Wow, making the nonya dumpling is really a lot of work as my mum used to fry her own coriander seeds, pound it, sieve for the powder form, pound again and sieve again. Besides that, have to dice the pork, dice the pre-soaked chinese mushrooms, dice the 冬瓜糖 (dong gua tang) which is actually the sugar preserved melon strips, then fry them all togther to make the fillings for the nonya dumplings. Till this day, i still couldn't find any nonya dumplings as good as what my mum make. Perhaps because my mum makes everything the very traditional way and it just taste fantastic. Nowsday, a lot of things are being simplified for convenience, and as such it just losses it's traditional flavour. I really missed mum.
Making the hokkien bak chang will have lesser work because there's less cutting needed. Usually the pork is cutted into large chunk, mushroom is leaves as whole, dried chestnut is soaked, washed and peel off the skin and leaves as whole too. Besides that, there's also dried shrimp which is also leaves as whole. Sometimes my dad loves to add dried oyster too which is an optional item. All these will be pre-fried with five spice powder before wrapping into the glutinuous rice. I also missed my dad, some food (example is the China style mooncake and chinese tea although i didn't like dried oyster) was only shared between the two of us as other family members couldn't appreciate them like dad and me.
If i'm not wrong, for the cantonese style, the fillings ingredient are more or less the same as hokkiedn bak chang except minus the five spice powder but a salted egg yolk will be added into the fillings.
Oh so much of my dumplings talk, now back to my learning trip in sifu's house.
The above were wrapped by me. I specially make a marking so that i could retrieve it after the steaming. Normally the traditional "chang" were all boiled in water. I shall explain why i say steam instead of boil here later. What do you think? Sifu said for a beginner, i have done a good job. Heehee...... Oh, probably you would be wondering why am i a beginner since my mum is such a good dumpling maker. Well, those days, my mum use to make so many hundreds of "chang" for all my uncles, aunties, grandmother and even neighbours too. So she would always say, "Don't disturb me, you are slowing my process" Haha.......... so normally we would be kick out of the kitchen after all the preparations work is done. lolz...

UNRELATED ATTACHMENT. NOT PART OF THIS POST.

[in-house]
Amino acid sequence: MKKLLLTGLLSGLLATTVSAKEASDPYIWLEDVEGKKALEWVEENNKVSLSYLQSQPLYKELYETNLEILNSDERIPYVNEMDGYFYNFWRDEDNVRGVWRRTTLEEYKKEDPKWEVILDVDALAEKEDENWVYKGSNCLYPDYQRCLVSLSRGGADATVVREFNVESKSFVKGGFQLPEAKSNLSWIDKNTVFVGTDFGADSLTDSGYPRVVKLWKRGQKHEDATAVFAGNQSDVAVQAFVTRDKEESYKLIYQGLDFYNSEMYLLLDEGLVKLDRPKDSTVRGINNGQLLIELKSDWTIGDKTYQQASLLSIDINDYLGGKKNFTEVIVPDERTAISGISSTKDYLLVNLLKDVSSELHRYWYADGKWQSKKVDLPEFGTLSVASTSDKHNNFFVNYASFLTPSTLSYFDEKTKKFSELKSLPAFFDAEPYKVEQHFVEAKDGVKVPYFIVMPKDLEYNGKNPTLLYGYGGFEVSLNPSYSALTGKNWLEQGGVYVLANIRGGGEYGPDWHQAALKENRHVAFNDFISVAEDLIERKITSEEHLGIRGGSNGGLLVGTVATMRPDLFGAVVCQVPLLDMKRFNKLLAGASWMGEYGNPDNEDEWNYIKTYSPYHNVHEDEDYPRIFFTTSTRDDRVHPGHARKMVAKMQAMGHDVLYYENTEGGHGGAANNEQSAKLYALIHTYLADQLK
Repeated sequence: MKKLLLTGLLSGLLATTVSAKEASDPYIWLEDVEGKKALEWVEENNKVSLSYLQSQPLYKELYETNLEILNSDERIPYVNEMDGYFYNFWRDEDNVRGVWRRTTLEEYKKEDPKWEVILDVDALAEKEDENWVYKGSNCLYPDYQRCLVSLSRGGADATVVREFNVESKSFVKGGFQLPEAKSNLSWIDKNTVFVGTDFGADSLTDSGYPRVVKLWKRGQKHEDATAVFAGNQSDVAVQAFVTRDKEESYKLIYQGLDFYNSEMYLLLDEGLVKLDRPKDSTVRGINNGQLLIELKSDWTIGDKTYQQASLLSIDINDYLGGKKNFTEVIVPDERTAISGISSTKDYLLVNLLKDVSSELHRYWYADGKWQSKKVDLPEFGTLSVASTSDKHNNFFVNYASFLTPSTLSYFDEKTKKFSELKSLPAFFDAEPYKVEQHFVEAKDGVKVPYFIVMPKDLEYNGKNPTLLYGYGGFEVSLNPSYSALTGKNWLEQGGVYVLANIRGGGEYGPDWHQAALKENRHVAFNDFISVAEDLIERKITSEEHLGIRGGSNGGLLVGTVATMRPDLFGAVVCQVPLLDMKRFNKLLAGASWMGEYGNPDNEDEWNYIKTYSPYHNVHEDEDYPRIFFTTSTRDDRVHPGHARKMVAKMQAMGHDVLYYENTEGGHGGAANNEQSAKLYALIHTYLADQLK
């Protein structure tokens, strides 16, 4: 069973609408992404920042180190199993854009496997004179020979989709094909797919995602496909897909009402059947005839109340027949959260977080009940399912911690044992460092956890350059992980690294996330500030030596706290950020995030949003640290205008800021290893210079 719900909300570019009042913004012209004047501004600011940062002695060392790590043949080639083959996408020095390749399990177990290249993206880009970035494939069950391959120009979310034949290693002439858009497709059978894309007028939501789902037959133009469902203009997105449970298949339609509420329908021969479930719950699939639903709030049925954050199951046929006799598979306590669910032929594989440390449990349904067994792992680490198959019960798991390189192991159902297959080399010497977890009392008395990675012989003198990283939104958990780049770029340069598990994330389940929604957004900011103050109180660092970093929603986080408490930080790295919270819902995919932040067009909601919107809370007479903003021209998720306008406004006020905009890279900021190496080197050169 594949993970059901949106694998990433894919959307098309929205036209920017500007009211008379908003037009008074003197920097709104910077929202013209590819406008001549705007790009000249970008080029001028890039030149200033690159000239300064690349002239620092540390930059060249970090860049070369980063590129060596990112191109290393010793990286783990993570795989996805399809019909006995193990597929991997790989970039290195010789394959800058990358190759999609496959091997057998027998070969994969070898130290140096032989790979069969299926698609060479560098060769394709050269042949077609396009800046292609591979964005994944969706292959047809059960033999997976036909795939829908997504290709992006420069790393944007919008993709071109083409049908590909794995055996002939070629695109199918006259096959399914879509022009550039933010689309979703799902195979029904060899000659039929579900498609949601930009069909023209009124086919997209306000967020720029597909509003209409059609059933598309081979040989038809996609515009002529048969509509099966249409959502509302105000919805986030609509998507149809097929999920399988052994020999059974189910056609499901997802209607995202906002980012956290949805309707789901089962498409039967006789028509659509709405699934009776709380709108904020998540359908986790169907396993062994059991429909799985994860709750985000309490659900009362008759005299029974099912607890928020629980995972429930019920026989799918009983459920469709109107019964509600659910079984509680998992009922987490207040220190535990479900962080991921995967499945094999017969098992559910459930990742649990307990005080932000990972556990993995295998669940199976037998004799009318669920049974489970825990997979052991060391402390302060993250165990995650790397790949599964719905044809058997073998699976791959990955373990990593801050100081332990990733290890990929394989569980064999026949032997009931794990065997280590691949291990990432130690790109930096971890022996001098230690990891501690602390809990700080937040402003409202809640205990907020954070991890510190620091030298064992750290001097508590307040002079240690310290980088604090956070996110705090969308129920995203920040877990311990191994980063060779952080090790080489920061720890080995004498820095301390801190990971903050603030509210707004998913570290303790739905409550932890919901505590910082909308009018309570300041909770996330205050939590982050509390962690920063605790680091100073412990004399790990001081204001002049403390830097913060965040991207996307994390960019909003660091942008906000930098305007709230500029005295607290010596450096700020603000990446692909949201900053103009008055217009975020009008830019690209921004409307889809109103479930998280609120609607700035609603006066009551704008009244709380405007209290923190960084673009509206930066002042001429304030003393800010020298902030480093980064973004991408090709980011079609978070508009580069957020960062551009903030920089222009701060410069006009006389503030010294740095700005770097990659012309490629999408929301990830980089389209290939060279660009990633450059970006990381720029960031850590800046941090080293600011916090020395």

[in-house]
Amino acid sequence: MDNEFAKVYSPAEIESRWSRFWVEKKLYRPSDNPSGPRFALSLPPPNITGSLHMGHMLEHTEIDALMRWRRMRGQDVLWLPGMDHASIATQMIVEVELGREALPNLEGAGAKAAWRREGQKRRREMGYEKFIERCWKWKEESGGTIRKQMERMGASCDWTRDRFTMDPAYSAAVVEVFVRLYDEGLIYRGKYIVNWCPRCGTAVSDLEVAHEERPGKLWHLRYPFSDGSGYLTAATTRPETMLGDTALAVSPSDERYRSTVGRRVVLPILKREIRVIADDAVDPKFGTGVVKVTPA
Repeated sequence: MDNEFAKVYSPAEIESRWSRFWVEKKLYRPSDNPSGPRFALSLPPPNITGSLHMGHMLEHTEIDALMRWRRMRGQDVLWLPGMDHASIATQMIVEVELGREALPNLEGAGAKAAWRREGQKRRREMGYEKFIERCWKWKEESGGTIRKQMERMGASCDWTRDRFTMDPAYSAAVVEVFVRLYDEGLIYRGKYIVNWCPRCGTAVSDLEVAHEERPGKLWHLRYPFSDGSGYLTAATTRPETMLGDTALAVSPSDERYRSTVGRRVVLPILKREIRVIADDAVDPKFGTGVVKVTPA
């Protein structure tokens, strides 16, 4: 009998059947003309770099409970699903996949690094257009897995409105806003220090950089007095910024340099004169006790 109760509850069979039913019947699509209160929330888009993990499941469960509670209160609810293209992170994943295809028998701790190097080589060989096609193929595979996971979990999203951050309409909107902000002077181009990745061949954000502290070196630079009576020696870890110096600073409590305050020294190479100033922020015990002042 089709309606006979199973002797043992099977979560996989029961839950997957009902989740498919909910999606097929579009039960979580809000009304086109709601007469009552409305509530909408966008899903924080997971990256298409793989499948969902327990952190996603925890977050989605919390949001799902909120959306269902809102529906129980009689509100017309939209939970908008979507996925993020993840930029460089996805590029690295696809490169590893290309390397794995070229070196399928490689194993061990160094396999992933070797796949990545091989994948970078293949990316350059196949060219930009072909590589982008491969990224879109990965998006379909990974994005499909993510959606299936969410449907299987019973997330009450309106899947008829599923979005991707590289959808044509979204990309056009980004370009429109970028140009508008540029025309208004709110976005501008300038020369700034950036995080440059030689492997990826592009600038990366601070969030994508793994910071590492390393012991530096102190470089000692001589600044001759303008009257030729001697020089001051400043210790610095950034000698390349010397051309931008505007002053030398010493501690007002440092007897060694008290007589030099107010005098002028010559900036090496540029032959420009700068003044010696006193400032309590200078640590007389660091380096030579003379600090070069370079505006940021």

This is done by sifu single handedly the day before my trip. It's make of glutinuous rice still, but it's not the usual fillings like the one that i describe above. This is actually the nonya kueh - rempah udang. The traditional rempah udang is actually in the form of a cyclinder shape. Over here, sifu make it into the shape of a dumpling. The fillings is actually make of shredded coconut and dried shrimp fried with chillies and many other spices.
Now, back to the new flavour of dumplings that sifu taught. Look at the blueish and pinkish little dumplings. The skin actually make from glutinuous rice flour. It tasted some what like the "Ang Ku Kueh" - QQ and smooth. Because the skin is make of glutinuous rice flour, so there's no need to boil it. Just steaming will do. Unlike the traditional one, the outer part is half cooked glutinous rice which will take a longer period to cook. As such, the traditional one are usually boiled to speed up the process. They say these glutinous rice flour tranluscent type are the taiwanese style of dumplings. For these, we make 3 different type of fillings - the blueish one is rempah udang fillings, the pinkish one is peanut fillings. There's one more shredded coconut filling which is not inside my picture because it was mixed up in the packet that i brought back so i was not able to snap a photograph. haha.... for this, i tell a little white lie saying that i didn't snap a photo because i'm saving it for consumption at a later date. But, those who were in the picture of my trip knew what's happening. Oops! i think i have let the cat out of the bag already. lolz...
Beside bring back the taiwanese style dumpling, i also brought back the traditional hokkien bak chang which is a compliment from another baking friend from Malaysia who was also there last saturday. I called these the "smuggle bak chang" because she really run the risk of not being able to bring it over if she's being stopped at the custom. She had single handedly make these bak chang herself in the early wee hour before setting off here.